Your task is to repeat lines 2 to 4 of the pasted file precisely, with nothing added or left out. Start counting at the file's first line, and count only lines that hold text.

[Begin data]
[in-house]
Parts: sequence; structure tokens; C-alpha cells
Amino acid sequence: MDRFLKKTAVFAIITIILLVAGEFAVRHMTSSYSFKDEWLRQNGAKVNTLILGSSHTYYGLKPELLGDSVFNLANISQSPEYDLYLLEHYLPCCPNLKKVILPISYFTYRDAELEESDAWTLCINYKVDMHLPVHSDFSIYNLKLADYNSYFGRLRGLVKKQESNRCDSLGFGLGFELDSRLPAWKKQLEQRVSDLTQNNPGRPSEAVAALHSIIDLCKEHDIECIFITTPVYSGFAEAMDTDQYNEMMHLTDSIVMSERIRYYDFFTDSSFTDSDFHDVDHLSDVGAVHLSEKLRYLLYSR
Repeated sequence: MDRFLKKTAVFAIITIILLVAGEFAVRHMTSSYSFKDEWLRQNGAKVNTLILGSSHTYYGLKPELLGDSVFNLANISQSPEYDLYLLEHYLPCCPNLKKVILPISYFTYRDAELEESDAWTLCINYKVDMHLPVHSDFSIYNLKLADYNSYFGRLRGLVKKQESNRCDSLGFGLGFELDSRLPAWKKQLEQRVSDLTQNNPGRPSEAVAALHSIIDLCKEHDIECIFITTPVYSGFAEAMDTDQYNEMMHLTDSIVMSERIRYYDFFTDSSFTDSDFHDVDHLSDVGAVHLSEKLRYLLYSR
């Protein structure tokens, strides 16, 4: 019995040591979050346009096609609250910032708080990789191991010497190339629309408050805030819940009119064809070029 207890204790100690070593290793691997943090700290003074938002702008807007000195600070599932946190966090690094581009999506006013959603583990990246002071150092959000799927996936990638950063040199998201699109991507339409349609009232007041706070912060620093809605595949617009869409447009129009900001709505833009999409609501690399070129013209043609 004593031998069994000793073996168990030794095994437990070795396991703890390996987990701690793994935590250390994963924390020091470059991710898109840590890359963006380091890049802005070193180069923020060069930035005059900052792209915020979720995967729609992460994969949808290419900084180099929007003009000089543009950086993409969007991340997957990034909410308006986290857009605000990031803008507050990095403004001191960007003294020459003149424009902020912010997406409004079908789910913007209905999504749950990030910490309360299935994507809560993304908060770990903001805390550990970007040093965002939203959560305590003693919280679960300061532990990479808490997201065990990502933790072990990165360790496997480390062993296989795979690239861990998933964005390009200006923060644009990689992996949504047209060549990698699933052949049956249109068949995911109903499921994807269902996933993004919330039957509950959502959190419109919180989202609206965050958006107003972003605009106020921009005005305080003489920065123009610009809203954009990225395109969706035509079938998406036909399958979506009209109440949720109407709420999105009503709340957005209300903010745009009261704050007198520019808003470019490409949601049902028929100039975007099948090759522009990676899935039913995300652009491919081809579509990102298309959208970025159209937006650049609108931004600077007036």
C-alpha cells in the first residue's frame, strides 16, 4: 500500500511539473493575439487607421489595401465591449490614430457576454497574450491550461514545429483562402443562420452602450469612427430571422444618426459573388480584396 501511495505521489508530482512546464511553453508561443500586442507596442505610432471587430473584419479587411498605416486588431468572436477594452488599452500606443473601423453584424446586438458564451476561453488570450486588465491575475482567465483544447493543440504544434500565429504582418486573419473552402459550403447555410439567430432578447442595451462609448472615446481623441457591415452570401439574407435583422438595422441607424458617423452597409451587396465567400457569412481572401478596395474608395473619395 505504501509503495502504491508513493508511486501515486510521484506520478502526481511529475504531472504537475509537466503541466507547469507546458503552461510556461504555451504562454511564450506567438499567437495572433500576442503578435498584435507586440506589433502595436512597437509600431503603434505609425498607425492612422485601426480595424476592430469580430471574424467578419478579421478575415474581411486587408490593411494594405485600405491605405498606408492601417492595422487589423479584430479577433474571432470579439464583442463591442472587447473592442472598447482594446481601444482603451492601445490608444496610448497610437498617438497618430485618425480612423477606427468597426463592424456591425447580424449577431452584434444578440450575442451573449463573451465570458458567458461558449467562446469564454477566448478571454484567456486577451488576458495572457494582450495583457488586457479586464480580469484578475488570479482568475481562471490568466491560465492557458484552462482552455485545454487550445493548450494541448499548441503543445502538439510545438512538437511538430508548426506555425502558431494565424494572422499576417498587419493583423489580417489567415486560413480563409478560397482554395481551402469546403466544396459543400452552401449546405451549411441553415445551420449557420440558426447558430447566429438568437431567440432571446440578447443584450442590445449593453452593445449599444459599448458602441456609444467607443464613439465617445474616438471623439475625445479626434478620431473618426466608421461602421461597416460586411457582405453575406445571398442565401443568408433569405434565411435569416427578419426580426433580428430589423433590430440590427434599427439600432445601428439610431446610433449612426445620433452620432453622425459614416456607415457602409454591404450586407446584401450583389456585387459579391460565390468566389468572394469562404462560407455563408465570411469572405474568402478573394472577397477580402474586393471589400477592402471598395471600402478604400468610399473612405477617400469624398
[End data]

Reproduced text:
Parts: sequence; structure tokens; C-alpha cells
Amino acid sequence: MDRFLKKTAVFAIITIILLVAGEFAVRHMTSSYSFKDEWLRQNGAKVNTLILGSSHTYYGLKPELLGDSVFNLANISQSPEYDLYLLEHYLPCCPNLKKVILPISYFTYRDAELEESDAWTLCINYKVDMHLPVHSDFSIYNLKLADYNSYFGRLRGLVKKQESNRCDSLGFGLGFELDSRLPAWKKQLEQRVSDLTQNNPGRPSEAVAALHSIIDLCKEHDIECIFITTPVYSGFAEAMDTDQYNEMMHLTDSIVMSERIRYYDFFTDSSFTDSDFHDVDHLSDVGAVHLSEKLRYLLYSR
Repeated sequence: MDRFLKKTAVFAIITIILLVAGEFAVRHMTSSYSFKDEWLRQNGAKVNTLILGSSHTYYGLKPELLGDSVFNLANISQSPEYDLYLLEHYLPCCPNLKKVILPISYFTYRDAELEESDAWTLCINYKVDMHLPVHSDFSIYNLKLADYNSYFGRLRGLVKKQESNRCDSLGFGLGFELDSRLPAWKKQLEQRVSDLTQNNPGRPSEAVAALHSIIDLCKEHDIECIFITTPVYSGFAEAMDTDQYNEMMHLTDSIVMSERIRYYDFFTDSSFTDSDFHDVDHLSDVGAVHLSEKLRYLLYSR